It is also known that listening is an attribute found in many examples of what we consider a satisfying life. For instance, being good at listening is key to being socially successful. This has been discovered through the analysis of so called ‘problem families’: such as certain categories of offenders, street gangs and other examples of groups who find themselves existing at the fringes. One root cause of their sense of alienation is poor listening.
For the rest of us living closer to the centre of society, listening is equally prized.
In business, it is always in the top 3 attributes that employers seek out in new staff. The customers’ sense of whether they feel valued or not, often comes down to their experience of if they are being listening too when it matters. The same is true for those in employment. Does the organisation care about me? Are my concerns and needs being listened too?
Back at home, in personal relationships between parent and child, friends, lovers or life partners, the key to happiness or disappointment almost always revolves around the issue of how well both parties listen to each other.
In healing contexts whether religious, spiritual or psychological, a core enabler of strengthening a person’s inner peace, self esteem and at oneness with their lives involves the act and therapeutic benefits of listening.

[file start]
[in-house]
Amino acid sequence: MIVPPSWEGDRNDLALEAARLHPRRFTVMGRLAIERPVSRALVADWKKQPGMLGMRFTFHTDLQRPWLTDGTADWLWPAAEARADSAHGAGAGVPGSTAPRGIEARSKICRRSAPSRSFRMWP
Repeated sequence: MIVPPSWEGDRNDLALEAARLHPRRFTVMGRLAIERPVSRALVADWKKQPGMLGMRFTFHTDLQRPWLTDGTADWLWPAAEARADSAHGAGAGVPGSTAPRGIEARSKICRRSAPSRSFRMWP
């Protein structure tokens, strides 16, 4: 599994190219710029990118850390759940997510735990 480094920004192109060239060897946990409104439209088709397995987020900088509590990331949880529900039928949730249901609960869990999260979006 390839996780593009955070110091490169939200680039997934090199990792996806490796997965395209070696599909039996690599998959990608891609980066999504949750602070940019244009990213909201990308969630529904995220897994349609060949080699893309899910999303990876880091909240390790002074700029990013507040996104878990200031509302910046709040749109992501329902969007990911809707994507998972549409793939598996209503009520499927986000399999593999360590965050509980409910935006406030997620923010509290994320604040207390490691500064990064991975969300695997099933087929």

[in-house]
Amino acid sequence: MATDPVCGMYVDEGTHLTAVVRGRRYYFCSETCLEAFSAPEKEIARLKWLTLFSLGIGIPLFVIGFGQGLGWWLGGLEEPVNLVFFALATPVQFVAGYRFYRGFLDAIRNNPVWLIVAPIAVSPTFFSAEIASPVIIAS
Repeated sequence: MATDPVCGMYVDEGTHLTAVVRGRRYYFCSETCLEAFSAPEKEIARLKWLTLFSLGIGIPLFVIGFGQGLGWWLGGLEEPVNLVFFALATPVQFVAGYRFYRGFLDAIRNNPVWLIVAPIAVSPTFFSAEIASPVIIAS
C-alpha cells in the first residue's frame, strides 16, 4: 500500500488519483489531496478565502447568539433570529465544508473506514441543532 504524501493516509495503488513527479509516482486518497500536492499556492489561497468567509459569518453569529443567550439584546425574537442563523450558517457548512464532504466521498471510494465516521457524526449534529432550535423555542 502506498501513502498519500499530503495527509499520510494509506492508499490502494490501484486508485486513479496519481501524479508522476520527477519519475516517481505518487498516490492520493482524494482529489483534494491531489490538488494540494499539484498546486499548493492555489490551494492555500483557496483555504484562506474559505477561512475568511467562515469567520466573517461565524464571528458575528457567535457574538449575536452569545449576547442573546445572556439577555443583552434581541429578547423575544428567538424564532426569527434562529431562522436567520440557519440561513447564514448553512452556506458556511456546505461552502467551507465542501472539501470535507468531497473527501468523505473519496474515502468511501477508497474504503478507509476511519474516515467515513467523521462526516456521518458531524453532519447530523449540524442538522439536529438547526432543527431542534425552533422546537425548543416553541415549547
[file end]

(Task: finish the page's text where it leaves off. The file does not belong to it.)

And finally in the most severe situations that people can generate involving violence, war or blind prejudice towards each other, the fault is almost always a lack of listening to the other side.
Those mediators that have to bring sanity to conflict situations rely on advanced, specialised forms of listening to allow both sides to confront the situation and take responsibility for moving forward. The reconciliation process is built from the foundations of listening to the other side’s realities and priorities.
So given its fundamental value to us, it is quite extraordinary how little we invest in listening as a skill and as a subject we understand from a scientific point of view.
Although today’s generation of research is rapidly fitting together the jigsaw, we still lack an overall understanding of how listening actually works based on evidence.
That’s not to say, there are not plenty of theories that abound. For instance you may have heard of active listening or the importance of empathy. Or maybe you are familiar with more traditional phrases like ‘always remember why you were given two ears but only one mouth’.
Our instinct around good listening practices might be strong, but we have yet to prove them objectively through research……
Ok that’s it for new ideas to digest. As this first post draws to a close I’ll leave you with the quiz and this question to ponder.
Why do you think we all miss the opportunity to invest in listening since it’s a life skill that clearly makes a big difference to the overall quality of life?
Are You Up For A Listening Challenge?
As promised earlier, I’ve included a bonus listening quiz. If you want to have a go, click anywhere on the image below. Make sure you have your audio enabled either via speakers or headphones. iPhone users are out of luck I’m afraid for the following reason. You are welcome to retake the quiz as often as you want to see if you can improve your score.
Watch out for more in future sessions. In fact you can start on session two here.